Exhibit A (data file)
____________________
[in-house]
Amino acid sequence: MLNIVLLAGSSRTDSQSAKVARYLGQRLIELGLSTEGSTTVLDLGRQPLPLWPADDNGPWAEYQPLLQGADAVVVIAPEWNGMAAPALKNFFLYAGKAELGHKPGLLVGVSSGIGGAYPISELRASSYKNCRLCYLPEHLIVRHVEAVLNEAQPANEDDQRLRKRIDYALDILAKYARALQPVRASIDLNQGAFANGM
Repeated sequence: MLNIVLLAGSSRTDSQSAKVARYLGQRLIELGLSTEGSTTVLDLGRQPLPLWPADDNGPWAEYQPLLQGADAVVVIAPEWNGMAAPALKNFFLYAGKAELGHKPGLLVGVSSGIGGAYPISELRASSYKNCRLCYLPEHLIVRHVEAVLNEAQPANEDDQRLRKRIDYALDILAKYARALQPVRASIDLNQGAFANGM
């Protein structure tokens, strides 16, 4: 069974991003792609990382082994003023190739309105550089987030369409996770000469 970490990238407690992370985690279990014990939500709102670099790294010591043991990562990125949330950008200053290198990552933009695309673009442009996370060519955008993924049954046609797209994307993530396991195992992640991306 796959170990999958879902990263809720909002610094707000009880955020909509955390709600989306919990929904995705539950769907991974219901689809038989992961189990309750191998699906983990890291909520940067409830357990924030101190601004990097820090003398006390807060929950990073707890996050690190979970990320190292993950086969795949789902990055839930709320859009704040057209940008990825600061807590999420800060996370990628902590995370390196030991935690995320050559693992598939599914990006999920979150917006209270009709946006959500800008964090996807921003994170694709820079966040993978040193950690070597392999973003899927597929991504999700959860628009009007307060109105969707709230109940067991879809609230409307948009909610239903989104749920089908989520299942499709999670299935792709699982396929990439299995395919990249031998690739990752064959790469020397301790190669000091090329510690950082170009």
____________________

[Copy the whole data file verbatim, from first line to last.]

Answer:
[in-house]
Amino acid sequence: MLNIVLLAGSSRTDSQSAKVARYLGQRLIELGLSTEGSTTVLDLGRQPLPLWPADDNGPWAEYQPLLQGADAVVVIAPEWNGMAAPALKNFFLYAGKAELGHKPGLLVGVSSGIGGAYPISELRASSYKNCRLCYLPEHLIVRHVEAVLNEAQPANEDDQRLRKRIDYALDILAKYARALQPVRASIDLNQGAFANGM
Repeated sequence: MLNIVLLAGSSRTDSQSAKVARYLGQRLIELGLSTEGSTTVLDLGRQPLPLWPADDNGPWAEYQPLLQGADAVVVIAPEWNGMAAPALKNFFLYAGKAELGHKPGLLVGVSSGIGGAYPISELRASSYKNCRLCYLPEHLIVRHVEAVLNEAQPANEDDQRLRKRIDYALDILAKYARALQPVRASIDLNQGAFANGM
């Protein structure tokens, strides 16, 4: 069974991003792609990382082994003023190739309105550089987030369409996770000469 970490990238407690992370985690279990014990939500709102670099790294010591043991990562990125949330950008200053290198990552933009695309673009442009996370060519955008993924049954046609797209994307993530396991195992992640991306 796959170990999958879902990263809720909002610094707000009880955020909509955390709600989306919990929904995705539950769907991974219901689809038989992961189990309750191998699906983990890291909520940067409830357990924030101190601004990097820090003398006390807060929950990073707890996050690190979970990320190292993950086969795949789902990055839930709320859009704040057209940008990825600061807590999420800060996370990628902590995370390196030991935690995320050559693992598939599914990006999920979150917006209270009709946006959500800008964090996807921003994170694709820079966040993978040193950690070597392999973003899927597929991504999700959860628009009007307060109105969707709230109940067991879809609230409307948009909610239903989104749920089908989520299942499709999670299935792709699982396929990439299995395919990249031998690739990752064959790469020397301790190669000091090329510690950082170009």